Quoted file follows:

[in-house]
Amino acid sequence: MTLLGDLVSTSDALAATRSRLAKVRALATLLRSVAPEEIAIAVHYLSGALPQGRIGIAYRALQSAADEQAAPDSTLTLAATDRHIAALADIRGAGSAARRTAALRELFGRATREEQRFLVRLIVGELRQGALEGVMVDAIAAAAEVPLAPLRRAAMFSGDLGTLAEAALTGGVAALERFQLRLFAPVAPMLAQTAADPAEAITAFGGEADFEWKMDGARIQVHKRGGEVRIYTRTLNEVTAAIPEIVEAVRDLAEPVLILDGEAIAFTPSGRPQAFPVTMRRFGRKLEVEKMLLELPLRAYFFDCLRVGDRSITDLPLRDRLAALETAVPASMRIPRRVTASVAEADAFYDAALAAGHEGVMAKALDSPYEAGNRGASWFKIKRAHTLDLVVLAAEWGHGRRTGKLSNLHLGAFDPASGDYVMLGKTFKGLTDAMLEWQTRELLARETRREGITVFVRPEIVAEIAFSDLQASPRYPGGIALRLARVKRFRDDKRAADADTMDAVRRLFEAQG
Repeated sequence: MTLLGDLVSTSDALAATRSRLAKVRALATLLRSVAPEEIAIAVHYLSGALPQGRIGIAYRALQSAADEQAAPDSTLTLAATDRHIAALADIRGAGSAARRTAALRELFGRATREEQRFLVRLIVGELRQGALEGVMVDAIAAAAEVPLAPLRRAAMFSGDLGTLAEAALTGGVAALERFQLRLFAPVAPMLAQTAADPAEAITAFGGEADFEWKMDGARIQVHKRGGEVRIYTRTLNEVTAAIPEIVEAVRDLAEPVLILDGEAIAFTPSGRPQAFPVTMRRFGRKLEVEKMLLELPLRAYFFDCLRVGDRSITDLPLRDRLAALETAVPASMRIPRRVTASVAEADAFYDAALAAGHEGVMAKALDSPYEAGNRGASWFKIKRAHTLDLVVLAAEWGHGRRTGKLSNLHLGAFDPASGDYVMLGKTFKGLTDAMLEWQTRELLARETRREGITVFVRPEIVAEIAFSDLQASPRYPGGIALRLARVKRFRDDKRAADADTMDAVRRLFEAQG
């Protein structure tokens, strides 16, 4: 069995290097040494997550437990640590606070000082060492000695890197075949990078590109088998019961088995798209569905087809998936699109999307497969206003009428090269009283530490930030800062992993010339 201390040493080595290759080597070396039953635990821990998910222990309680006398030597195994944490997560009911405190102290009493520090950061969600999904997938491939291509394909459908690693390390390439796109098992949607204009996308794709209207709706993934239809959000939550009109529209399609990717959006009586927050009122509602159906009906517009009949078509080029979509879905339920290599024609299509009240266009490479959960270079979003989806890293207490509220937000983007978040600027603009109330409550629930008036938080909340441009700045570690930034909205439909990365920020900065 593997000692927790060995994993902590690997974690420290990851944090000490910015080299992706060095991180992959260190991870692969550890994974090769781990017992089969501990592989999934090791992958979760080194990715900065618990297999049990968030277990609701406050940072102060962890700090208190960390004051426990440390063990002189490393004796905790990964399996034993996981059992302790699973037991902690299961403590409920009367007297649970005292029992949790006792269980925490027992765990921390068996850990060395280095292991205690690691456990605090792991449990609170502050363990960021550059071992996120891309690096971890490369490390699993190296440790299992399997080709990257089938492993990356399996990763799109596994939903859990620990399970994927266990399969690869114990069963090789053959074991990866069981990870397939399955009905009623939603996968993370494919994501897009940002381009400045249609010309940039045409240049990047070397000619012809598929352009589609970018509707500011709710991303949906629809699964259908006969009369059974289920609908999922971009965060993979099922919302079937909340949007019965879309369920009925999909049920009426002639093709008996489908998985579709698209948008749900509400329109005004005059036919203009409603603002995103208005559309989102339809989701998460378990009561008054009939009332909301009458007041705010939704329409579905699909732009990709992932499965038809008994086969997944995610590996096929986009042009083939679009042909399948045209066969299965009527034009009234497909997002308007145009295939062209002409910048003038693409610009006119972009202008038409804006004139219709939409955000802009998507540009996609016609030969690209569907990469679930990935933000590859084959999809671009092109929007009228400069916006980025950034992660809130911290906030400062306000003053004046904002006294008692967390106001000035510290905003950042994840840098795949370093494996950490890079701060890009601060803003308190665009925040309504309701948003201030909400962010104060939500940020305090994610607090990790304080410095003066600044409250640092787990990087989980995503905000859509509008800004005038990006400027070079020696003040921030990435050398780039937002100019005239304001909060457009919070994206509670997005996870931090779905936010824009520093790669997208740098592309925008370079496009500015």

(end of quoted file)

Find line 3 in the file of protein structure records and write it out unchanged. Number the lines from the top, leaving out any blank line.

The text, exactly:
Repeated sequence: MTLLGDLVSTSDALAATRSRLAKVRALATLLRSVAPEEIAIAVHYLSGALPQGRIGIAYRALQSAADEQAAPDSTLTLAATDRHIAALADIRGAGSAARRTAALRELFGRATREEQRFLVRLIVGELRQGALEGVMVDAIAAAAEVPLAPLRRAAMFSGDLGTLAEAALTGGVAALERFQLRLFAPVAPMLAQTAADPAEAITAFGGEADFEWKMDGARIQVHKRGGEVRIYTRTLNEVTAAIPEIVEAVRDLAEPVLILDGEAIAFTPSGRPQAFPVTMRRFGRKLEVEKMLLELPLRAYFFDCLRVGDRSITDLPLRDRLAALETAVPASMRIPRRVTASVAEADAFYDAALAAGHEGVMAKALDSPYEAGNRGASWFKIKRAHTLDLVVLAAEWGHGRRTGKLSNLHLGAFDPASGDYVMLGKTFKGLTDAMLEWQTRELLARETRREGITVFVRPEIVAEIAFSDLQASPRYPGGIALRLARVKRFRDDKRAADADTMDAVRRLFEAQG